Experience changes you. It can be for better or for worse. You may not have had control over how an experience initially shaped your thoughts and behaviors, but if those thoughts and behaviors aren’t working in your favor any longer, you have the power to change them. I’m not just speaking in metaphor, either. Your brain is the most complex organism in the known universe, and you are in control of its incredible neurophysiological power.
How do we access that power? Through knowledge. Learn the science of how the brain and nervous system operate and you’ll suddenly have the keys to changing anything and everything about who you are and the life you live.
Your brain and body are not separate units as we were once taught in school. The brain cannot develop or survive without the information it gathers from the body through the senses. Likewise, the body cannot function without direction from the brain. One does not control the other as much as they continuously exchange information and exist in synchronicity. Everything we experience in our bodies leaves an imprint on our brains. Experiences that are unique, intense or repeated over and over are the ones that leave the deepest imprints in the form of strong neural connections or pathways.
Unique, intense or repeated over and over—this is your key to changing how your nervous system behaves. Hang on to this concept as we explore a few basic structures of a complex organization.
The Autonomic Nervous System (ANS) has three divisions: parasympathetic, sympathetic and enteric. The parasympathetic nervous system is a more slowly activated, dampening, calm, “rest and digest” system with nerve fibers originating in the cranial region. The sympathetic is a quick response, urgent, mobilizing, “fight or flight” system with nerve fibers originating in the thoracic and lumbar regions. (Side note: with our body’s natural stress response coming from the mid to low back, is it any wonder why so many of us have chronic back pain?) The parasympathetic and sympathetic systems both have fibers in the sacral or groin region as both are needed for the process of sexual intercourse, which is simultaneously a calming and stimulating act. Finally, the enteric nervous system occupies the digestive tract. Think: gut feeling.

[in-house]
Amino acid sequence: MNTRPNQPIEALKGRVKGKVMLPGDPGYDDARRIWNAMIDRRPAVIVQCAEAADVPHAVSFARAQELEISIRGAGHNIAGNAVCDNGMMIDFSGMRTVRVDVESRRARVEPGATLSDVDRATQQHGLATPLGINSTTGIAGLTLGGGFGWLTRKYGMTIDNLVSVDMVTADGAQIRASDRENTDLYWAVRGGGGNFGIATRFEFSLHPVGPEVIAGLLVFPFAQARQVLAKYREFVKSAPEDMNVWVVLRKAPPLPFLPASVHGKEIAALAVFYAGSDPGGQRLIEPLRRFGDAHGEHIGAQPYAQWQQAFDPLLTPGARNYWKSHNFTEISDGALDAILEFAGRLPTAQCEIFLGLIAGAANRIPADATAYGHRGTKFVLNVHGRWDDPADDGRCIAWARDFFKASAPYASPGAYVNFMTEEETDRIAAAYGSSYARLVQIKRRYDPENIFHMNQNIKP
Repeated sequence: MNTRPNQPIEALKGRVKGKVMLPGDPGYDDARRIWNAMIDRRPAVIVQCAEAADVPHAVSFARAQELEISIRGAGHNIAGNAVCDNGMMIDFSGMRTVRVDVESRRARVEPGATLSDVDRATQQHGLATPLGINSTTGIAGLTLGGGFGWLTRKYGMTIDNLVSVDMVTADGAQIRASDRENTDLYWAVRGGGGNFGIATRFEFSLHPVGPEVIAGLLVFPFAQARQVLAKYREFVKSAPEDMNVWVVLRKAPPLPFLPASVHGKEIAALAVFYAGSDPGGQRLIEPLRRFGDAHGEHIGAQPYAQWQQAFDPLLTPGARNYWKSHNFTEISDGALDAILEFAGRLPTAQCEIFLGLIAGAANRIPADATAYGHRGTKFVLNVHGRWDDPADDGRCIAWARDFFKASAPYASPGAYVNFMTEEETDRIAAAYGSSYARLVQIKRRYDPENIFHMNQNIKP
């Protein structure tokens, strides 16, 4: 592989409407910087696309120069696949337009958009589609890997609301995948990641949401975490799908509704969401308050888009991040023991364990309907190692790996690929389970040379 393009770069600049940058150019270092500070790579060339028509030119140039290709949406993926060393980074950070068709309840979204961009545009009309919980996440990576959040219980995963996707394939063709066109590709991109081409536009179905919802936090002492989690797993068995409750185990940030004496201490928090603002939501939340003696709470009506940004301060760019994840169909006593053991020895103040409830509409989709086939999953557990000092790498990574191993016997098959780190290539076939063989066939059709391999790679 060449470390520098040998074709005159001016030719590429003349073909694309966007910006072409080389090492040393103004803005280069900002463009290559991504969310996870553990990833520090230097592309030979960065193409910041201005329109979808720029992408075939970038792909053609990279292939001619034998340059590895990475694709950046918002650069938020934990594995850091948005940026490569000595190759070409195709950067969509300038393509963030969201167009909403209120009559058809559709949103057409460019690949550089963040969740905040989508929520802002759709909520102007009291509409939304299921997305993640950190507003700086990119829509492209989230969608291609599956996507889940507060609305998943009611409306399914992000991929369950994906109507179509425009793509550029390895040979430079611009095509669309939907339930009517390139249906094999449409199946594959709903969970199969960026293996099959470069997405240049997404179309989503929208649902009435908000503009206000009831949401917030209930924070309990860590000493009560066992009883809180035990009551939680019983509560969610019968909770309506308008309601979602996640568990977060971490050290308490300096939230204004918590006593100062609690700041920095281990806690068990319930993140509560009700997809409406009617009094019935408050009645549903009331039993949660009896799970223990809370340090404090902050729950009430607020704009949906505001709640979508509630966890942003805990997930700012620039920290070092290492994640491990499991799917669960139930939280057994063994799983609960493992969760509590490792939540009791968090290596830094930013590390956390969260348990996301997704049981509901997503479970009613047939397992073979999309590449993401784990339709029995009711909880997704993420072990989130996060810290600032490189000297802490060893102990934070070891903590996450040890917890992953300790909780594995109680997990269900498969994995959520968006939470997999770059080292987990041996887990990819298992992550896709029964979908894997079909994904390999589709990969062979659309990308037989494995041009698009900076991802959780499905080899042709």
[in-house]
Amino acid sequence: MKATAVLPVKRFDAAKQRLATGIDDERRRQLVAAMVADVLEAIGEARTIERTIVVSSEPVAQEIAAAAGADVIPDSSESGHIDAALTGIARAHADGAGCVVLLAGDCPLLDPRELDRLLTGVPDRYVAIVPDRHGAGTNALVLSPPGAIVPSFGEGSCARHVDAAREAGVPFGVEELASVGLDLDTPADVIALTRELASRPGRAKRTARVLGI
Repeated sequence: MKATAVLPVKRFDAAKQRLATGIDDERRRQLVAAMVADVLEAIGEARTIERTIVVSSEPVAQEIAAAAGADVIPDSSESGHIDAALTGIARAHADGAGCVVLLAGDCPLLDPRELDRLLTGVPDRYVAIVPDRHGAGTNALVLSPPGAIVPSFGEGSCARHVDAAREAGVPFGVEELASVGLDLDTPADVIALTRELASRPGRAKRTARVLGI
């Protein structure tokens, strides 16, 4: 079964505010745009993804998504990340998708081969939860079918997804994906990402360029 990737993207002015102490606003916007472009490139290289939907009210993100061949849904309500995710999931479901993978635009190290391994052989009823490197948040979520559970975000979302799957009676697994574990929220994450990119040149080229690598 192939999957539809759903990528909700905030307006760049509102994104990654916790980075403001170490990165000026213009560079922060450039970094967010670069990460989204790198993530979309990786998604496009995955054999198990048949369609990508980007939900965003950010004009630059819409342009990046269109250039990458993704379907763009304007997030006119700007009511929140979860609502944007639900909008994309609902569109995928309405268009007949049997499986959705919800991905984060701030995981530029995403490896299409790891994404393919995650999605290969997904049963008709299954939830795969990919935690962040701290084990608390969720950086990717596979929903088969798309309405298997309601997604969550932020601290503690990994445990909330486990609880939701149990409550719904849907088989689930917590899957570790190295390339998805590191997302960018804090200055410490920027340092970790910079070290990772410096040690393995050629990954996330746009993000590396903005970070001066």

The parasympathetic and sympathetic nervous systems operate as a kind of yin and yang, respectively. Elements of both are typically at work, however, one usually dominates. This is another concept you can use to your advantage. If your sympathetic or stress response takes over during an event, higher cognitive function will shut down to make operating space for more primal survival instincts. This is often called “fight or flight.” In moments when stress is high but cognitive functioning is imperative, such as in a combat situation, being able to activate your parasympathetic system is of vital importance.
The key to activating your parasympathetic nervous system or your calm, yin state is the vagus nerve. The vagus nerve, also known as Cranial Nerve 10, is the longest and most complex of your cranial nerves. It has two aspects—ventral and dorsal. Vagus innervates your throat, enabling speech, and exerts parasympathetic control over your heart, lungs and digestive system. To activate this nerve, you must exercise conscious control over the things it regulates. You sing, hum or chant because the vagus nerve regulates speech. You breathe deeply because it regulates breathing. These are the practices of monks for a reason—innately, they understood the effect that chanting and deep breathing has on the body. You become calm, focused. This is ventral vagal activation.
The vagus nerve does have a downside, however. In times of extreme emotional response, the vagus nerve can go into overdrive and send such strong dampening signals to your throat, heart, lungs and digestive system that they literally shut down. You’ve heard of “fight or flight,” well, this is “freeze.” You lose your ability to speak, you can’t breathe, your cardiac output drops and blood stops flowing to your brain. You can’t make decisions. You may even piss or shit yourself. This is dorsal vagal activation.
Now that we’ve covered the basics of autonomic nervous system response, let’s go back to the way your experiences have shaped your thoughts and behaviors and how you can change that with a little bit of brain hacking.
Remember that the strongest neural pathways in your brain have been created through experiences that were unique, intense or repeated over and over. Whether you were in a sympathetic or parasympathetic state at the time of those experiences also has significance. If you were in sympathetic or “fight or flight” mode, the memories associated with that event will cause a stress response within your body. You may react viscerally, defensively or even violently. Just the memory of the experience sends you into a kind of survival mode.
In order to change this, you must consciously practice activating your vagus nerve whenever you are triggered by these memories or whenever you feel yourself become distressed. This also applies to new experiences. If you want to have control over your reactions, control your speech and your breathing. Consciously bringing yourself into parasympathetic mode will give you the space to control your thoughts as well.
Call it neurophysiology, call it brain hacking or call it the path of the monk—they are the same.
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